Tuesday, May 17, 2011

Who will water the worms when I'm gone?

Ok! Ok! Are you sitting down? Ok! We're so excited! Oh we'll just come out and say it!

WE'RE NOW CERTIFIED, TRIED AND TRUE 100% VERMICOMPOSTERS.

Oh Yeah!

We got skills.

Ok, so we're not really certified and we've not actually created any worm poop per say, but there is poop a-comin'. You mark my words, poop will be aplenty!

For more info on us, click Arizona homestead and homeschool.

4 comments:

Bibi - Simple Summit said...

LOL the worms have to get busy!

Cynthia said...

I have tried to create a small compost. Just one in a plastic bag that I keep out side. I started it with dead leaves, coffee grounds, veggie and fruit rines, and egg shells. This may be a stupid question, but do you put dog poop in your compost?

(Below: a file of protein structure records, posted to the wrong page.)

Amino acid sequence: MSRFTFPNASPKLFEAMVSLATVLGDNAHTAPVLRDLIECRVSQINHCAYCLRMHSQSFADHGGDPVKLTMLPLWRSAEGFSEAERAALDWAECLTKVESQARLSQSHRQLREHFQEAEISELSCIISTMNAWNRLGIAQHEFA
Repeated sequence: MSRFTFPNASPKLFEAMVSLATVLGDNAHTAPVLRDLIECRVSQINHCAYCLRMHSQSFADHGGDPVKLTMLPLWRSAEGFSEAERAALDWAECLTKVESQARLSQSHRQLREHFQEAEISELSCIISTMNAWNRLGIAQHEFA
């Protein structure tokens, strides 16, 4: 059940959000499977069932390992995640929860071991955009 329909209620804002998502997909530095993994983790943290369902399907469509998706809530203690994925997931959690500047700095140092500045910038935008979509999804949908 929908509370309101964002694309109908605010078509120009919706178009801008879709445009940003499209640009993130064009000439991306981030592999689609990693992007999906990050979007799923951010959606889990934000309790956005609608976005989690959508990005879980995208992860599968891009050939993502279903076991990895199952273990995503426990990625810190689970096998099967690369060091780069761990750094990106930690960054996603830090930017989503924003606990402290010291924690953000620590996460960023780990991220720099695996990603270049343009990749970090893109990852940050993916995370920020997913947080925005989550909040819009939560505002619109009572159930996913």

The Cast said...

That would be a no on the dog poop. Pee yes. Poop no.

You will run into problems if trying to compost in less than a 3 cubic foot area. The basic element of composting is heat. The center of the compost pile is where it is hottest and where the work or composting is taking place. If you do not have that environment you will not be able to generate the heat to cook the materials you are attempting to compost. In the end, you will eventually have what you are looking for but it will take a very very long time. It also may be kinda stinky.

I don't want to discourage you from trying though. Keep it in the shade. If it stinks, add shredded paper or dead leaves. If it isn't doing anything at all and does not stink, add water. You will need to turn or mix the compost once a week. If all goes well, in the desert heat, you should have compost in about three months. This is assuming you are no longer adding any green things to it. While one compost is brewing you will need to start another batch.

Or you can have some of mine.

learning table said...

We are trying composting on a very small scale with worm tubes in our garden. We added some worms and are hoping they will eat up all our veggie scraps.